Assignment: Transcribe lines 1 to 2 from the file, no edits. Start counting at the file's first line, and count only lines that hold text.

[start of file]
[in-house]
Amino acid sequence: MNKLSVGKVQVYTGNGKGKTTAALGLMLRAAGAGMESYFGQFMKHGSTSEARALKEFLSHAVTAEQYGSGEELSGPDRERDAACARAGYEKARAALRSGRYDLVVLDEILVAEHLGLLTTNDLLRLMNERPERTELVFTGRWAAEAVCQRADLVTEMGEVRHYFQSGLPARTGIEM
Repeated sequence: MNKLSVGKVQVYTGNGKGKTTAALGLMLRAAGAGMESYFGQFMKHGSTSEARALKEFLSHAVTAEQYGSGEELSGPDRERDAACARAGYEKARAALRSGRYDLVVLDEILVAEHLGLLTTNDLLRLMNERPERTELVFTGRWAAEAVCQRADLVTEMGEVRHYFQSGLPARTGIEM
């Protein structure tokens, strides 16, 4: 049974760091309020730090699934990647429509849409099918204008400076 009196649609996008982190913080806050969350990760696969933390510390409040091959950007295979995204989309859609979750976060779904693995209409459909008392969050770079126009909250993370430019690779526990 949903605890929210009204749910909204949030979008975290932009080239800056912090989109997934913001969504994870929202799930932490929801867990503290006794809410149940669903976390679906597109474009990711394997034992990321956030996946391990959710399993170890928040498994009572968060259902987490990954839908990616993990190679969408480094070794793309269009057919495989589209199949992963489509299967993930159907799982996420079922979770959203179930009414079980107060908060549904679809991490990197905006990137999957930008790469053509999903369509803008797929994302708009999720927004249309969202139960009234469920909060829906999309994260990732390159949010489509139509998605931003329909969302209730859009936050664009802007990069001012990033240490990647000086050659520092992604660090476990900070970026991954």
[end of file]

[in-house]
Amino acid sequence: MNKLSVGKVQVYTGNGKGKTTAALGLMLRAAGAGMESYFGQFMKHGSTSEARALKEFLSHAVTAEQYGSGEELSGPDRERDAACARAGYEKARAALRSGRYDLVVLDEILVAEHLGLLTTNDLLRLMNERPERTELVFTGRWAAEAVCQRADLVTEMGEVRHYFQSGLPARTGIEM